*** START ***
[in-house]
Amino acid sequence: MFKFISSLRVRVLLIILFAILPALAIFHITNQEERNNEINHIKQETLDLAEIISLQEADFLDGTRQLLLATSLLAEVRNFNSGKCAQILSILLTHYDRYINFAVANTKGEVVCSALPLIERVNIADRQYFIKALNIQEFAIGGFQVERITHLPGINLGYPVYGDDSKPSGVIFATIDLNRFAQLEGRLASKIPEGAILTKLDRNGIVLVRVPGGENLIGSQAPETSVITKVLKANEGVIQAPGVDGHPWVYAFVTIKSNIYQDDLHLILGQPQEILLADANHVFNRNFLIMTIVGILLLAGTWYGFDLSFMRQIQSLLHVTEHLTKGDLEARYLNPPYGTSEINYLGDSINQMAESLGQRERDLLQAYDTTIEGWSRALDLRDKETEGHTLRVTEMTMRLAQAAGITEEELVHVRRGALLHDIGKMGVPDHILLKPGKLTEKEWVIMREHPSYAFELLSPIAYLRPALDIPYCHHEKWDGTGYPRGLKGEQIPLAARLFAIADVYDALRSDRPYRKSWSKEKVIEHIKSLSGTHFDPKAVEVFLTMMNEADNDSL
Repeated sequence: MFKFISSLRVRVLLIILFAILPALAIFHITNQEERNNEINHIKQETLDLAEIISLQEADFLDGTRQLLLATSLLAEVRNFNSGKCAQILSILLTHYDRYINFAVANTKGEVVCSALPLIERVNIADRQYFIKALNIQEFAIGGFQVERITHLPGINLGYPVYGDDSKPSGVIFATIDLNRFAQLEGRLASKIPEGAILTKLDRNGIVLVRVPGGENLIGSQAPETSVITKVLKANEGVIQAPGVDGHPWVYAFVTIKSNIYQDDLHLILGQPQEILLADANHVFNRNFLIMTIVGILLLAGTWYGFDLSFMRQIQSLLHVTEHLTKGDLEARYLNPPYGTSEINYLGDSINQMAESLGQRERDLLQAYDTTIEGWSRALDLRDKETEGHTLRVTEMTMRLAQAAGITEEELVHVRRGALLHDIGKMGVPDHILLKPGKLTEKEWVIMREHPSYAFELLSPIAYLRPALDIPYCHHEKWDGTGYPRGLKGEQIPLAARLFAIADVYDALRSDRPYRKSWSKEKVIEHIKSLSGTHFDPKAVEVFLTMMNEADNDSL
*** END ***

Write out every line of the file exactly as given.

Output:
[in-house]
Amino acid sequence: MFKFISSLRVRVLLIILFAILPALAIFHITNQEERNNEINHIKQETLDLAEIISLQEADFLDGTRQLLLATSLLAEVRNFNSGKCAQILSILLTHYDRYINFAVANTKGEVVCSALPLIERVNIADRQYFIKALNIQEFAIGGFQVERITHLPGINLGYPVYGDDSKPSGVIFATIDLNRFAQLEGRLASKIPEGAILTKLDRNGIVLVRVPGGENLIGSQAPETSVITKVLKANEGVIQAPGVDGHPWVYAFVTIKSNIYQDDLHLILGQPQEILLADANHVFNRNFLIMTIVGILLLAGTWYGFDLSFMRQIQSLLHVTEHLTKGDLEARYLNPPYGTSEINYLGDSINQMAESLGQRERDLLQAYDTTIEGWSRALDLRDKETEGHTLRVTEMTMRLAQAAGITEEELVHVRRGALLHDIGKMGVPDHILLKPGKLTEKEWVIMREHPSYAFELLSPIAYLRPALDIPYCHHEKWDGTGYPRGLKGEQIPLAARLFAIADVYDALRSDRPYRKSWSKEKVIEHIKSLSGTHFDPKAVEVFLTMMNEADNDSL
Repeated sequence: MFKFISSLRVRVLLIILFAILPALAIFHITNQEERNNEINHIKQETLDLAEIISLQEADFLDGTRQLLLATSLLAEVRNFNSGKCAQILSILLTHYDRYINFAVANTKGEVVCSALPLIERVNIADRQYFIKALNIQEFAIGGFQVERITHLPGINLGYPVYGDDSKPSGVIFATIDLNRFAQLEGRLASKIPEGAILTKLDRNGIVLVRVPGGENLIGSQAPETSVITKVLKANEGVIQAPGVDGHPWVYAFVTIKSNIYQDDLHLILGQPQEILLADANHVFNRNFLIMTIVGILLLAGTWYGFDLSFMRQIQSLLHVTEHLTKGDLEARYLNPPYGTSEINYLGDSINQMAESLGQRERDLLQAYDTTIEGWSRALDLRDKETEGHTLRVTEMTMRLAQAAGITEEELVHVRRGALLHDIGKMGVPDHILLKPGKLTEKEWVIMREHPSYAFELLSPIAYLRPALDIPYCHHEKWDGTGYPRGLKGEQIPLAARLFAIADVYDALRSDRPYRKSWSKEKVIEHIKSLSGTHFDPKAVEVFLTMMNEADNDSL